Ever since the start of his career, Simon Pegg has generally played “geeky” roles. He ran from zombies in Shaun of the Dead, helped out Tom Cruise in the Mission: Impossible films, and served on the Enterprise in Star Trek. But while the actor himself also has no problem being labelled a nerd, in 2019 he revealed a distinctly different new look.
Pegg’s personal trainer Nick Lower unveiled the actor’s new look on Twitter in March 2019. But the response on the social media platform was a little bit mixed. Some people labelled Pegg’s transformation as “amazing” and said he looked “great,” while others seemed quite horrified.
One user wrote below the photograph, “This is one of the most disturbing things I’ve ever seen…” Another said, “No offence but he looks awful! I hope his body can cope.” So, clearly not everybody was a fan; but what was it in the first place that motivated Pegg to completely change his look?
For his part, Pegg has looked mostly the same ever since the start of his career. He always presented himself as an “everyman” of the movie world and not one for glitz and glamor. In his 2011 autobiography Nerd Do Well, he noted, “Much of what is written about me, usually during spurts of promotion, seems to dwell on the idea of an ordinary, guy-next-door, non-Hollywood, unattractive loser.”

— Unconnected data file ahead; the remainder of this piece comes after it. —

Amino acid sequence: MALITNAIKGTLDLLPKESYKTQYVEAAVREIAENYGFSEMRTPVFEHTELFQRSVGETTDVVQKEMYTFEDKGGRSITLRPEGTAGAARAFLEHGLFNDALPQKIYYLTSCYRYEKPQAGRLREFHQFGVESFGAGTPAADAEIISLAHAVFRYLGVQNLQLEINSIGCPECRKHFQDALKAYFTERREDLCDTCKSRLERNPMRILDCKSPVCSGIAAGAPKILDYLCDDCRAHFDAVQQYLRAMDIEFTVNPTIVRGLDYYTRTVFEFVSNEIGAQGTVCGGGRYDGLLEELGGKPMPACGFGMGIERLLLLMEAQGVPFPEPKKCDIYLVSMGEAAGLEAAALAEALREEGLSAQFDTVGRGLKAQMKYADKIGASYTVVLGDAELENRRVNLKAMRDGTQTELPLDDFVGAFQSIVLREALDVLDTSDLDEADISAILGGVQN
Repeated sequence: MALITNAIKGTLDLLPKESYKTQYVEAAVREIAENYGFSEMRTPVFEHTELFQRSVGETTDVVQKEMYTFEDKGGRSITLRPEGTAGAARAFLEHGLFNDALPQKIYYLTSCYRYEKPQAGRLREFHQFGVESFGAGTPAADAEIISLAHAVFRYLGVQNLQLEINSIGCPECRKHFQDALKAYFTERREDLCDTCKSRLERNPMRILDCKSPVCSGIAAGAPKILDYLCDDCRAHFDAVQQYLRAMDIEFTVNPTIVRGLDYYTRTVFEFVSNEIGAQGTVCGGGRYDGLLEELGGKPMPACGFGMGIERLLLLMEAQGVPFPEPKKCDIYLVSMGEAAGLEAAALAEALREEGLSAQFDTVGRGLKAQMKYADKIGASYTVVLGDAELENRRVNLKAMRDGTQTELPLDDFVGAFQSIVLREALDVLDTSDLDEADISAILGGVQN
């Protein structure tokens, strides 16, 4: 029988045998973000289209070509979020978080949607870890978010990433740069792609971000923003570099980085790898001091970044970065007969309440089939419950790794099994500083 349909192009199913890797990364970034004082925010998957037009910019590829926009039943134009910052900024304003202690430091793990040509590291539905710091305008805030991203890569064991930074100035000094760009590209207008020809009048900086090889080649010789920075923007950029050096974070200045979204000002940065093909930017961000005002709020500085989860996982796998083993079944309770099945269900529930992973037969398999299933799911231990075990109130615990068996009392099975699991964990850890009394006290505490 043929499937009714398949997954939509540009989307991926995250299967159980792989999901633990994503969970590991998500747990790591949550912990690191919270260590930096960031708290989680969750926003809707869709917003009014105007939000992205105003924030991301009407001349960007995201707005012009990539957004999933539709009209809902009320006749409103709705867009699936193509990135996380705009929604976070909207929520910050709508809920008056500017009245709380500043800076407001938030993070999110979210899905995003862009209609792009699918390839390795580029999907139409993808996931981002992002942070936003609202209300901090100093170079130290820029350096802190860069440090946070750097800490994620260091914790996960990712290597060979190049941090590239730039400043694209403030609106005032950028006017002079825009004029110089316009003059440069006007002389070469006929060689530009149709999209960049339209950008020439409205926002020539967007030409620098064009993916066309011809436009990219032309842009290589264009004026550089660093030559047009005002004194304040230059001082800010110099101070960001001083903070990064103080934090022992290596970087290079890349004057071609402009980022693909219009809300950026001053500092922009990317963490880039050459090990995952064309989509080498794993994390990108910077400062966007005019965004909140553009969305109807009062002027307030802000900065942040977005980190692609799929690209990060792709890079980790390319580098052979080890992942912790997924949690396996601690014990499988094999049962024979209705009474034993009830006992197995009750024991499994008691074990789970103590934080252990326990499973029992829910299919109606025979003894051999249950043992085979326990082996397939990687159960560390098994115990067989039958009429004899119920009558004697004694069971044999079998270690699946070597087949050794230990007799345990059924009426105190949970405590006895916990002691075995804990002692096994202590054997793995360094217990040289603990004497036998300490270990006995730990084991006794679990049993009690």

In that book, Pegg mused on how the media tended to label him. He wrote, “So many articles begin with a passage about why I should not have succeeded, due to my lack of ‘Hollywood’ good looks, as if that has anything to do with being an actor.” And in 2008 while promoting his movie Run, Fatboy, Run, he told The New York Times, “I’m a very regular sort of person.”
Run, Fatboy, Run starred Pegg as an chubby slacker who jilts his pregnant bride, played by Thandie Newton. However, he has a change of heart and decides to try and win her back years later by running a London marathon. And despite the title of the movie, it was noted by a few film reviewers that Pegg wasn’t really all that overweight in it.